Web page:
The shocking true story behind Doing Money

The shocking true story behind Doing Money

We spoke to the creators of the eye-opening fact-based BBC film about modern slavery in the UK

Part of the BBC’s Why Slavery? season, this is a film that refuses to pull any punches and will make a real impact on every single viewer

Available until Sunday 3 February on BBC iPlayer. Find it in Catch Up > Channels > BBC iPlayer

Doing Money is based on the true story of a young Romanian woman who was abducted on the streets of London in 2011, trafficked to Ireland and forced into sex slavery for nine months. “Ana” (not her real name) is confined alongside two other girls who have also been trafficked, ruled over by kidnapper Luca, “mother pimp” Ancuta and her boyfriend Ionut – all played by Romanian actors.

 

The film begins at the end, with Ana (Anca Dumitra) on her way to speak to the police after escaping her ordeal. As several men glance over at her, we hear her thoughts: “He’s looking at me as if he knows me. Perhaps he does… Sometimes I think every man in the city understands I was doing money. Do they understand I was someone who could not say no?”


Originally shown on BBC Two, it’s one of six new films produced for the Why Slavery? season in collaboration with the Open University. Maid In HellA Woman CapturedSelling ChildrenI Was A Yazidi Slave and Jailed in America were also produced for BBC Two, BBC Four and BBC iPlayer. 

 

Doing Money (slang for selling sex) stays true to Ana’s story and was created with her cooperation, alongside the Northern Ireland police officers involved in her case. Ana has seen the film, executive producer Alex Cooke says. “It's hard for her to watch, but she feels she’s been heard and her voice has been heard. We asked her if she would trust us, and she did.” 

 

It was also challenging for Dumitra, pictured below, to play the part. “I cried from the beginning to the end, because it’s such a powerful story. It was a strong role to play, so I’m very humble and grateful for this experience. The most difficult part is that it’s a real-life story. For a moment, you forget something like this could happen to any one of us.”

 

Last year alone, almost five million women and girls endured forced sexual exploitation worldwide. That’s why, says director Lynsey Miller, it was vital Ana’s story could resonate. “We wanted to say she could be like you or me, and what was happening to her wasn’t extraordinary, unfortunately. We wanted all the girls to have different personalities and different looks, so you’d say, ‘Oh God, she’s like my sister’.”

 


In her script, Gwyneth Hughes – who wrote ITV’s recent hit Vanity Fair – focused on small details, such as Ana’s glasses being taken from her. Ana’s subsequent blurry haze is then highlighted on screen with soft focus shots. Hughes explains, “I’ve been four-eyed all my life, and it ratchets up the nightmare so much, as if it’s not a bad enough nightmare. Her vulnerability is so enormous in that situation.”

 

Yet there’s one gnawing question audiences may ask: why didn’t she fight back? But for Hughes, it’s obvious. “Ana was always terrified what would happen next was worse than what was already happening,” she explains. “They might kill her mother. They might also kill her. When you're in a state of constant, total terror, you can’t move.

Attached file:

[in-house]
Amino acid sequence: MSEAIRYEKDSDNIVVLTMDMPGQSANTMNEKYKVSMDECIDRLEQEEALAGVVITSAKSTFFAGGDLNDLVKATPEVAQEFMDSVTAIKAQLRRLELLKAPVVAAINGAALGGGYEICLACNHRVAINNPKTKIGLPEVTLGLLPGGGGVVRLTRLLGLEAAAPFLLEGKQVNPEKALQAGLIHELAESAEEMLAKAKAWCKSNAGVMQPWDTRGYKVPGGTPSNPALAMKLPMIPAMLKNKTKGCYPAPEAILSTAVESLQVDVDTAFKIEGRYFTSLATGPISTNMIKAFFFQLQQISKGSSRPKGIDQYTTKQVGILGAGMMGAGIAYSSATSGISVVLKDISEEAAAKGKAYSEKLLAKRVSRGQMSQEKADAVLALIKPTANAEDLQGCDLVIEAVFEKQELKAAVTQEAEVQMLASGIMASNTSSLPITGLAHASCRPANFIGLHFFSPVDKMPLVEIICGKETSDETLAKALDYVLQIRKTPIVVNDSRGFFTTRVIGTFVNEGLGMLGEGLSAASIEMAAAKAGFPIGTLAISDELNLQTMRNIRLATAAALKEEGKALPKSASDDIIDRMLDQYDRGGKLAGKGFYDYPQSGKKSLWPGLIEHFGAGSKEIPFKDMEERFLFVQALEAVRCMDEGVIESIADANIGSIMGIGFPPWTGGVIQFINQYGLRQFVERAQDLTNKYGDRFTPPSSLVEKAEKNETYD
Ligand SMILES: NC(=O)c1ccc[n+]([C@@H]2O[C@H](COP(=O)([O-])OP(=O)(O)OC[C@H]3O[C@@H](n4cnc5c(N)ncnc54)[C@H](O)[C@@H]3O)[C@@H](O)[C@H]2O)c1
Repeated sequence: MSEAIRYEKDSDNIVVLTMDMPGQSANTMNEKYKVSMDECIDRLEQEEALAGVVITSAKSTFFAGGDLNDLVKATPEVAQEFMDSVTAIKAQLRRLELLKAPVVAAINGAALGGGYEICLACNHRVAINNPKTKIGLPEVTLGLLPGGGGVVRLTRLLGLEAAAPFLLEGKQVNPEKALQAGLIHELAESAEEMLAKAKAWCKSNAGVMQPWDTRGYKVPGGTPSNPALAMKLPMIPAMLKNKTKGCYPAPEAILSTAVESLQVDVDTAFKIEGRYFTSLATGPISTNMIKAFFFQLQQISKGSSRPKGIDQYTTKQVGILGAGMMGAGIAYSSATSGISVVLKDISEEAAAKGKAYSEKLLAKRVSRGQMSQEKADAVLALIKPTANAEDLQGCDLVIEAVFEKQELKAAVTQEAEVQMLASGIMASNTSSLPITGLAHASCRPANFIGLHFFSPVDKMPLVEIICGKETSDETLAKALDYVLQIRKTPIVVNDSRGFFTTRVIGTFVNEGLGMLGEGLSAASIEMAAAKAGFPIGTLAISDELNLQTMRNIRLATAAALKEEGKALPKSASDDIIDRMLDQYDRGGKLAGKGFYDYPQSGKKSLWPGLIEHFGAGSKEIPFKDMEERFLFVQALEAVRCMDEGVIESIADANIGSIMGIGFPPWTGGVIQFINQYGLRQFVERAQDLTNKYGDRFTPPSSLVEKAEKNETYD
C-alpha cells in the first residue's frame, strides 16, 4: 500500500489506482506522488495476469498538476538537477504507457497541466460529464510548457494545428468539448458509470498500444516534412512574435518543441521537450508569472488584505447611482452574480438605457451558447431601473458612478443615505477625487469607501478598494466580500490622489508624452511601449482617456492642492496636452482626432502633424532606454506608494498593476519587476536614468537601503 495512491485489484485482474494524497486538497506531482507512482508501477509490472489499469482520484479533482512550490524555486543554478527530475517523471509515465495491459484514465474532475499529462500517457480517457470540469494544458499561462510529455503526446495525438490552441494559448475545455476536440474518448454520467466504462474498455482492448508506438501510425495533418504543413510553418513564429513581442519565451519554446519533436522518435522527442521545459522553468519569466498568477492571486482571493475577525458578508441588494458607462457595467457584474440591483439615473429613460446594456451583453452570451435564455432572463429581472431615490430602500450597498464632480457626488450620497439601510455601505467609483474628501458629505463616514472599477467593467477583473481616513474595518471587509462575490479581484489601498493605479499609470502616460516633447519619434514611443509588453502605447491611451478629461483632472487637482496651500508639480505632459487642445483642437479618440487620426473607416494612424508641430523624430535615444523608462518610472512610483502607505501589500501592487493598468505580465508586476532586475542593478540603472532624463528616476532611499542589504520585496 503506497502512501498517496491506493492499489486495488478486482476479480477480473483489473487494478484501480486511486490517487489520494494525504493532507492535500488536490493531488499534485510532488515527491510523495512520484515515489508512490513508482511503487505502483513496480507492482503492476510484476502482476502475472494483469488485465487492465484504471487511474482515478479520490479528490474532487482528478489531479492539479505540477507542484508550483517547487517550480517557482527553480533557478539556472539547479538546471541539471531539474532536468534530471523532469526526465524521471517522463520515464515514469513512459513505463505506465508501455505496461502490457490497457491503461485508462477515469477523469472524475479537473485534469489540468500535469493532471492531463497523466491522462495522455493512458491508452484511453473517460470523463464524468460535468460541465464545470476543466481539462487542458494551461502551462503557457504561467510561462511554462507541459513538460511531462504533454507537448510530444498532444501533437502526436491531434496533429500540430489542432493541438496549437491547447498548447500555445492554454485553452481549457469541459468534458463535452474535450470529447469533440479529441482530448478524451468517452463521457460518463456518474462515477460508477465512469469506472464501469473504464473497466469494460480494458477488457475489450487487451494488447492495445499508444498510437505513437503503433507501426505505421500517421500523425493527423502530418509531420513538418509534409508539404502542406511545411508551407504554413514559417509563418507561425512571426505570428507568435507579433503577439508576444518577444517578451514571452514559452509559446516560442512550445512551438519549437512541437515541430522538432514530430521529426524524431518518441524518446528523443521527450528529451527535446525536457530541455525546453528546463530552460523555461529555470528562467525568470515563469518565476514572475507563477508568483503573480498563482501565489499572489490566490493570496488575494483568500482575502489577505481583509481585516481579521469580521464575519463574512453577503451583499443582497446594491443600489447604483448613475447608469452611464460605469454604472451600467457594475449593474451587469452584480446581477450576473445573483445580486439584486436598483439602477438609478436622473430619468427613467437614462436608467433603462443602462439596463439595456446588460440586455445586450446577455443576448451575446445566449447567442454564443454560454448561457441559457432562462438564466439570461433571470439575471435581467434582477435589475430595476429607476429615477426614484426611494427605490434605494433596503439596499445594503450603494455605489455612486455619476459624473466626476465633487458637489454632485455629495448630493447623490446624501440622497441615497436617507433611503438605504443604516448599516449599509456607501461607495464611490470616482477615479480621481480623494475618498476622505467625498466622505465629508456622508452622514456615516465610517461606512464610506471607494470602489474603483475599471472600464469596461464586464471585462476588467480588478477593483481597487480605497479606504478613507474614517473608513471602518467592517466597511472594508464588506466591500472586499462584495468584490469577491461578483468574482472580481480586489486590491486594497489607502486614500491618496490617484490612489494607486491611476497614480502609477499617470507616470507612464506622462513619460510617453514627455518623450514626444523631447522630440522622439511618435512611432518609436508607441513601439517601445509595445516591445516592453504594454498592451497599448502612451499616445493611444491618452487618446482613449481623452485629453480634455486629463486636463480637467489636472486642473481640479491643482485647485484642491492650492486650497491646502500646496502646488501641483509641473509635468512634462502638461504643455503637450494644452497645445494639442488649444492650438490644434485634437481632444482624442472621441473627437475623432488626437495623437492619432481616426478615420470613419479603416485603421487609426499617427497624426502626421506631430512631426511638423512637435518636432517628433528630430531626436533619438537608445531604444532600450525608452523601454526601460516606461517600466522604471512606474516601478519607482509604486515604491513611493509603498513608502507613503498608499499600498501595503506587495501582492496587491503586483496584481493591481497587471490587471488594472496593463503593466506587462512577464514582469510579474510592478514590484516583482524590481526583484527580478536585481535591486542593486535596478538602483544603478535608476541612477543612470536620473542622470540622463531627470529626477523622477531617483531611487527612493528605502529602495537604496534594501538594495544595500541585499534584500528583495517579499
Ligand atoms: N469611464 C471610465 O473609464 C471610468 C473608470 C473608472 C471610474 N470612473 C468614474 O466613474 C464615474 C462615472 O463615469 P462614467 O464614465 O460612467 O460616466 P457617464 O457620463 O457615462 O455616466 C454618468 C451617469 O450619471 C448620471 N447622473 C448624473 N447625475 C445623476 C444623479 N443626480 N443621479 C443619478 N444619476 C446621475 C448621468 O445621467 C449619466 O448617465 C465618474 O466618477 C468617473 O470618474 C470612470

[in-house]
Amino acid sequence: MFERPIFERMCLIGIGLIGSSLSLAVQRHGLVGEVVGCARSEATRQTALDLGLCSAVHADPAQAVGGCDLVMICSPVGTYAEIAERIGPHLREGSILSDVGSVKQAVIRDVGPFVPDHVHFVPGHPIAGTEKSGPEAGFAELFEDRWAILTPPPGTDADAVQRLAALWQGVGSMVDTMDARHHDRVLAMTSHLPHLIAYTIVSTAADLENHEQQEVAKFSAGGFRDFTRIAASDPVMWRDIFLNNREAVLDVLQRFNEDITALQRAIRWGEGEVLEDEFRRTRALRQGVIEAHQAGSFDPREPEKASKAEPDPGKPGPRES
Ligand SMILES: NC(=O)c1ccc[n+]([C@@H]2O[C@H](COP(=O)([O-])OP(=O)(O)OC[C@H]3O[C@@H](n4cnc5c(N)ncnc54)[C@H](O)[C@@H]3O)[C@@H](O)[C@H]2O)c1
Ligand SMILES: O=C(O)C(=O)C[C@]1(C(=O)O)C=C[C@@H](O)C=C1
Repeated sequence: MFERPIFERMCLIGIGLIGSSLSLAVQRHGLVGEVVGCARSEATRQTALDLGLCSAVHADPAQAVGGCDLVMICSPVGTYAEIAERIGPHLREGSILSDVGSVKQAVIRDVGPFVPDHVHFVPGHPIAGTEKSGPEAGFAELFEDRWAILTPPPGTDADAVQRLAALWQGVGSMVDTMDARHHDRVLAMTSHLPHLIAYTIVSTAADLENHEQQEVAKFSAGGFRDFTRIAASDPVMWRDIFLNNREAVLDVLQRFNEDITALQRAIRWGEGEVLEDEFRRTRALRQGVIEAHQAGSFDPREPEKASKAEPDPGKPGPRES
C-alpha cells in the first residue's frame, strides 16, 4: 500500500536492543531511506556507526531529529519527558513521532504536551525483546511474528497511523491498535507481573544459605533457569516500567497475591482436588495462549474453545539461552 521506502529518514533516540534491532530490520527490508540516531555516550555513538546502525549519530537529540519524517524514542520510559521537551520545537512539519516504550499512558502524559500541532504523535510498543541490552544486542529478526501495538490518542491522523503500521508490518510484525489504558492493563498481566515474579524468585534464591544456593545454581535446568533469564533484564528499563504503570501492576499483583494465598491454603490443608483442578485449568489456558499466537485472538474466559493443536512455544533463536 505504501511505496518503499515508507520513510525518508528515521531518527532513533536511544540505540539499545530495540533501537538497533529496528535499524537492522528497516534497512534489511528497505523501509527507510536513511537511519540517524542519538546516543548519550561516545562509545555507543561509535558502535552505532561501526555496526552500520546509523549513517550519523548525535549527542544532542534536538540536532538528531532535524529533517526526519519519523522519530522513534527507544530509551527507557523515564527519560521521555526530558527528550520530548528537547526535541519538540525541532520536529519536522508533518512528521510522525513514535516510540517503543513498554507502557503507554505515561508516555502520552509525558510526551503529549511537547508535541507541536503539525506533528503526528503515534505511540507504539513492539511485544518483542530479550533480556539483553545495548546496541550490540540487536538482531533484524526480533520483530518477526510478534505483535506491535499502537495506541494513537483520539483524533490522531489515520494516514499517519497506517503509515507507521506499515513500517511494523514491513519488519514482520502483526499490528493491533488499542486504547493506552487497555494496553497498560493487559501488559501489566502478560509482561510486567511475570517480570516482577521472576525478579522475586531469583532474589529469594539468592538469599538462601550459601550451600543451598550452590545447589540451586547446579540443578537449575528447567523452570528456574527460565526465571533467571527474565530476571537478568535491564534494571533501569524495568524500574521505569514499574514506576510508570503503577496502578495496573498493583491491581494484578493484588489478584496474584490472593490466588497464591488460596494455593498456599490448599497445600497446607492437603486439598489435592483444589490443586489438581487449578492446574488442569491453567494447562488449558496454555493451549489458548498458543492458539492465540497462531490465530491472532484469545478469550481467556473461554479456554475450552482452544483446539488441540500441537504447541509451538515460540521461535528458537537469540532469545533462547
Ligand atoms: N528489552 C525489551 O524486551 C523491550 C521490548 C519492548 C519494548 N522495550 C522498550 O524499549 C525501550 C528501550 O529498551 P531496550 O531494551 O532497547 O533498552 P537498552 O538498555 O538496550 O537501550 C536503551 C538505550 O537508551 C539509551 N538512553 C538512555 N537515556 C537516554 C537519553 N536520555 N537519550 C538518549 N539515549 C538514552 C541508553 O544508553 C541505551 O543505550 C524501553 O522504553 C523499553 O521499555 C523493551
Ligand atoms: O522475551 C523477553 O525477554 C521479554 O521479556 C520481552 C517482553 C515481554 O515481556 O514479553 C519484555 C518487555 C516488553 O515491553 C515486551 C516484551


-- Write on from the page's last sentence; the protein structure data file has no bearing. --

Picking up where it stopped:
“It's amazing how much agency and ability Ana retained to imagine escaping. It's the extraordinary thing about her – she retained some spark to imagine freedom, all the time fearing for her life.”

 


Doing Money
implies, rather than shows, the brutality Ana endured at the hands of her tormentors. This was a deliberate choice so as not to make the material “sexy” – something that was championed by a film-making team that was predominantly female, which itself was another conscious decision.

 

“We wanted a female director, a female camerawoman [Spanish cinematographer Neus Ollé] and we wanted a woman’s gaze,” says Cooke. “It was written by a woman and it’s a story from the point of view of a woman. Often, you don’t get these stories told from the point of view of the woman. A man didn’t save Ana – she saved herself.”

 

Despite the subject matter, there is a somewhat happy ending to Ana’s story. After she escaped and talked to police about her ordeal, Ana’s testimony helped secure the passing of the Human Trafficking and Exploitation Act in 2015 – the first new law against slavery in the UK for almost 200 years. It made Northern Ireland the first place in the UK where buying sex was considered a crime, and now offenders can be sentenced to anything up to life in prison.     

 

While Doing Money may leave you feeling helpless, one of the key officers involved in the original investigation stresses the importance of reporting anything suspicious. DI Dougie Grant (played in the film by Downton Abbey’s Allen Leech) says that Doing Money “highlights the abhorrence of human trafficking. It was a very challenging investigation and the film reflects what everyone went through. If you can save one more victim from showing this programme, it's a success.”

 

To report a case of modern slavery, call the helpline on 0800 0121 700 or report it online at the modern slavery helpline website.

 

Doing Money is available until Sunday 3 February on BBC iPlayer. Find it in Catch Up > Channels > BBC iPlayer

TV channels: Channels, content and features available depend on your chosen package. Channel line-ups and content are subject to change at any time and to regional variations.

Interviews: Any opinions expressed in interviews are those of the interview subject and not those of Virgin Media.

Image Credits: BBC – Photographer: Phil Sharp